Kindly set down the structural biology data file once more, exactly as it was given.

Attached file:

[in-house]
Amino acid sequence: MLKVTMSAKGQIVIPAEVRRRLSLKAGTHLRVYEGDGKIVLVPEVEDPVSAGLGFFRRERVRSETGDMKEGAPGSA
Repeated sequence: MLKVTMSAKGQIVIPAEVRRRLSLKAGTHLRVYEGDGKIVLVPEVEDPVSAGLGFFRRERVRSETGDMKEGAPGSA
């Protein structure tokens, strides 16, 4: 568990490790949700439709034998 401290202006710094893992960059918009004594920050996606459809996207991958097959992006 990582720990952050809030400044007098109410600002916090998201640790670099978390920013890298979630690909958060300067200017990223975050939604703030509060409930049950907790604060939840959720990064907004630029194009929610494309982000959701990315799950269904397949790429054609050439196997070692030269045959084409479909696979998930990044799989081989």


[in-house]
Amino acid sequence: MLKVTMSAKGQIVIPAEVRRRLSLKAGTHLRVYEGDGKIVLVPEVEDPVSAGLGFFRRERVRSETGDMKEGAPGSA
Repeated sequence: MLKVTMSAKGQIVIPAEVRRRLSLKAGTHLRVYEGDGKIVLVPEVEDPVSAGLGFFRRERVRSETGDMKEGAPGSA
């Protein structure tokens, strides 16, 4: 568990490790949700439709034998 401290202006710094893992960059918009004594920050996606459809996207991958097959992006 990582720990952050809030400044007098109410600002916090998201640790670099978390920013890298979630690909958060300067200017990223975050939604703030509060409930049950907790604060939840959720990064907004630029194009929610494309982000959701990315799950269904397949790429054609050439196997070692030269045959084409479909696979998930990044799989081989």